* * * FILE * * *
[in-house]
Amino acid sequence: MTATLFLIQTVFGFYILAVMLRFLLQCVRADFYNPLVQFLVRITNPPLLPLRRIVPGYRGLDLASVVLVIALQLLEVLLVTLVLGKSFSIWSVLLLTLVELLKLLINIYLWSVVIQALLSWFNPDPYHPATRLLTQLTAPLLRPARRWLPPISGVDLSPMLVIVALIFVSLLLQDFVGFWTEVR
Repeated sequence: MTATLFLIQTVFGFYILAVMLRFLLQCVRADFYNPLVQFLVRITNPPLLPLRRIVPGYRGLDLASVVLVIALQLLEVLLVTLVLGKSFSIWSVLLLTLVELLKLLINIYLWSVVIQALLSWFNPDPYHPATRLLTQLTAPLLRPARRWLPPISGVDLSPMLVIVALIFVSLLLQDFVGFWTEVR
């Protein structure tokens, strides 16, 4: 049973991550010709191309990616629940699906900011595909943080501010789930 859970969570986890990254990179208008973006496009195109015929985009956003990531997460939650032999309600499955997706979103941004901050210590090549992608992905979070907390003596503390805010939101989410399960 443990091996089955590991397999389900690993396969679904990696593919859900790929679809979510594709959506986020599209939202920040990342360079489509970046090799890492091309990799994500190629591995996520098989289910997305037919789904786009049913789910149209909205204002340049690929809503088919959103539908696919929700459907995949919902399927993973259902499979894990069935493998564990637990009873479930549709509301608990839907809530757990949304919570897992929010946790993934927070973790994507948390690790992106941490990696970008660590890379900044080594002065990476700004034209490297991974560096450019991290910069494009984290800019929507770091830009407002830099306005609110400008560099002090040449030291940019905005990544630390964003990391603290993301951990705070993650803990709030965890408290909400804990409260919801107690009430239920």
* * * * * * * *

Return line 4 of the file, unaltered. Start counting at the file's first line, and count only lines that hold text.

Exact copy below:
């Protein structure tokens, strides 16, 4: 049973991550010709191309990616629940699906900011595909943080501010789930 859970969570986890990254990179208008973006496009195109015929985009956003990531997460939650032999309600499955997706979103941004901050210590090549992608992905979070907390003596503390805010939101989410399960 443990091996089955590991397999389900690993396969679904990696593919859900790929679809979510594709959506986020599209939202920040990342360079489509970046090799890492091309990799994500190629591995996520098989289910997305037919789904786009049913789910149209909205204002340049690929809503088919959103539908696919929700459907995949919902399927993973259902499979894990069935493998564990637990009873479930549709509301608990839907809530757990949304919570897992929010946790993934927070973790994507948390690790992106941490990696970008660590890379900044080594002065990476700004034209490297991974560096450019991290910069494009984290800019929507770091830009407002830099306005609110400008560099002090040449030291940019905005990544630390964003990391603290993301951990705070993650803990709030965890408290909400804990409260919801107690009430239920």